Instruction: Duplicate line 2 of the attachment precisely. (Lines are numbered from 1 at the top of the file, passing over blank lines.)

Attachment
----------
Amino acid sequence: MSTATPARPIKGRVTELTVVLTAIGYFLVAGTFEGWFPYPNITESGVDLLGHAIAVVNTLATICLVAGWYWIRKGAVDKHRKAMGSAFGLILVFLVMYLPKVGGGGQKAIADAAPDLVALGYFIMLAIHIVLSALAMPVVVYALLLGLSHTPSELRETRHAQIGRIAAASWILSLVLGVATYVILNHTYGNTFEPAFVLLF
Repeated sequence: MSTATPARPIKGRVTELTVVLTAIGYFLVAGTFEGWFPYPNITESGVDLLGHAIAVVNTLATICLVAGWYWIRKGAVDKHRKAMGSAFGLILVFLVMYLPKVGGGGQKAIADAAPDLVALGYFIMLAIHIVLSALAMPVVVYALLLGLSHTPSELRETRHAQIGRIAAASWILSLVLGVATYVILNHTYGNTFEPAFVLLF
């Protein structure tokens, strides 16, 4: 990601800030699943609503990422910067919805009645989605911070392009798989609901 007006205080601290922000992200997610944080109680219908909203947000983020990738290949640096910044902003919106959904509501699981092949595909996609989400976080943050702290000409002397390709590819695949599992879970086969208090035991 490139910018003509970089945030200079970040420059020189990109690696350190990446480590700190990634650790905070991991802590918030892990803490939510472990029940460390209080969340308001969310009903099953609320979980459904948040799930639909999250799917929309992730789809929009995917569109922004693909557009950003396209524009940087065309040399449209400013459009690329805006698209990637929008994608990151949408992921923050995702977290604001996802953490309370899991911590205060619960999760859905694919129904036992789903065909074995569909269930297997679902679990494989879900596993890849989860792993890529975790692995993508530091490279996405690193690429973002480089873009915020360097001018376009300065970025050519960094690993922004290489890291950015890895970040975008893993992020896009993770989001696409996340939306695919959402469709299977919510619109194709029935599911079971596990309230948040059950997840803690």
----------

Repeated sequence: MSTATPARPIKGRVTELTVVLTAIGYFLVAGTFEGWFPYPNITESGVDLLGHAIAVVNTLATICLVAGWYWIRKGAVDKHRKAMGSAFGLILVFLVMYLPKVGGGGQKAIADAAPDLVALGYFIMLAIHIVLSALAMPVVVYALLLGLSHTPSELRETRHAQIGRIAAASWILSLVLGVATYVILNHTYGNTFEPAFVLLF